Working every day at extreme altitudes, in 24 hours of sunlight and at temperatures as low as minus 40 degrees Celsius, the researchers of the Antarctica’s Gamburtsev Province (AGAP) team hope to learn whether the Gamburtsevs were born of tectonic activity in Antarctica or date from a period millions of years ago, when Antarctica was the center of an enormous supercontinent located at far lower latitudes.

Robin Bell of Columbia University’s Lamont-Doherty Earth Observatory in New York, who shares the leadership of the U.S. science effort, said AGAP will help scientists understand one of Antarctica’s last major mysteries.

“Because the heart of East Antarctica is so difficult to get to, we know very little about it,” she said. “We think also that there’s a strong possibility that the mountains are the birthplace of the East Antarctic Ice Sheet.

Over 30 million years ago ice began to grow around the peaks, eventually burying the range and its surrounding lakes.

AGAP involves researchers and support personnel from Australia, China, Germany, Japan, the United Kingdom and the United States. It caps the global scientific deployment known as the International Polar Year (IPY), the largest coordinated international scientific effort in 50 years.

The Gamburtsevs were discovered by a Soviet traverse during the last IPY in 1957-58 that was known as the International Geophysical Year (IGY). Since then the region has been largely untouched.

Traveling deep into the Antarctic interior, more than 390 miles (630 kilometers) from the South Pole, the science teams will be based at a pair of remote field camps while they complete the first major geophysical survey to map the mysterious landscape.

The U.S. research teams, from Columbia, Pennsylvania State University, Washington University in St. Louis, the Center for Remote Sensing of Ice Sheets at the University of Kansas, the Incorporated Research Institutions in Seismology and the U.S. Geological Survey, are supported by the National Science Foundation, which manages all U.S. research on the southernmost continent through the U.S. Antarctic Program. NSF also is the lead U.S. agency for IPY.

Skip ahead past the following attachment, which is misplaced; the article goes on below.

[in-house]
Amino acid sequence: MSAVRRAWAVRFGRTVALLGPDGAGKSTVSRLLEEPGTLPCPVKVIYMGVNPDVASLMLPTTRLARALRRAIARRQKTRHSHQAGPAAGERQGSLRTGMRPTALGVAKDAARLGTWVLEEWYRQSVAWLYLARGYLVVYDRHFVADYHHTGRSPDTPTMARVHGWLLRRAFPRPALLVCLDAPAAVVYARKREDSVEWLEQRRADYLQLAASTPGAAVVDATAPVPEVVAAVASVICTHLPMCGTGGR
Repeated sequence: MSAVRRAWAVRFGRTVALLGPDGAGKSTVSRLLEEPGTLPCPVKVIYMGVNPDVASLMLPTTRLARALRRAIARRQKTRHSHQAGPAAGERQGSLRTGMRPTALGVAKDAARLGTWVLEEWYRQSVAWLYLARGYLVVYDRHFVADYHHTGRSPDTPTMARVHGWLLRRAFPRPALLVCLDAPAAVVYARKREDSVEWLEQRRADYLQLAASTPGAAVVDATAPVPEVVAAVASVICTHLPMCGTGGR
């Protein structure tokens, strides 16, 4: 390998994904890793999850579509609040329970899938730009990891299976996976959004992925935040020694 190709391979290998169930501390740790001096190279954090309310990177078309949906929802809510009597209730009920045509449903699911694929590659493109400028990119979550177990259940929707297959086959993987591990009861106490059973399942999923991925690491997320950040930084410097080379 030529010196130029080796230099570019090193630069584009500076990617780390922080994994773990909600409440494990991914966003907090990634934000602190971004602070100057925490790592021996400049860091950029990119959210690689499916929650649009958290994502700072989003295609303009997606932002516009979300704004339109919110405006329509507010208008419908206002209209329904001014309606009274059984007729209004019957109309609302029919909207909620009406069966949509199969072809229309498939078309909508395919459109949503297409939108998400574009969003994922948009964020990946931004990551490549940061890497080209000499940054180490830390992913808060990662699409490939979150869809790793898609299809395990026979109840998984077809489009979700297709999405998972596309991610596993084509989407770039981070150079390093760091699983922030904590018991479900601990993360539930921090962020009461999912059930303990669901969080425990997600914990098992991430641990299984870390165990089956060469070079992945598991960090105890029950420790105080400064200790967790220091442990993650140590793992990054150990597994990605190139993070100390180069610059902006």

Aircraft supported by the NSF and the British Antarctic Survey, which is leading the United Kingdom’s contribution to the AGAP effort, are specially equipped with ice-penetrating radar technology, gravimeter and magnetic field sensors and will fly survey lines over an area more than twice the size of California.

The scientists will eventually create a coordinated mosaic of images of the shallowest layers in the ice sheet to regions hundreds of kilometers beneath the hidden mountains, in effect creating a 3-D map of the vast and unexplored region, Bell said.

Researchers from Washington University and Penn State will contribute to the fieldwork by using seismic recordings of earthquakes to create images of the crust and mantle beneath the mountain range.

In addition to the scientists of the six participating nations, AGAP requires a total of nine aircraft, the establishment of two deep-field science camps, and support from the U.S. Amundsen-Scott South Pole and McMurdo research stations, as well as from the Australian Antarctic Davis Station and the British Antarctic Survey’s Rothera Research Station.

Science and support teams on a Chinese tractor train from a base called Zhongshan Station to Dome A (the highest ice feature in Antarctica) will sample ice cores. Field depot camps and three other logistics support stations will ensure that food, fuel, supplies and equipment and people are in the right place at the right time.

“This project is a major undertaking for IPY,” said Karl A. Erb, the director of the NSF’s Office of Polar Programs. “No one nation could do this alone. International collaboration for both the science and logistics elements is absolutely essential.”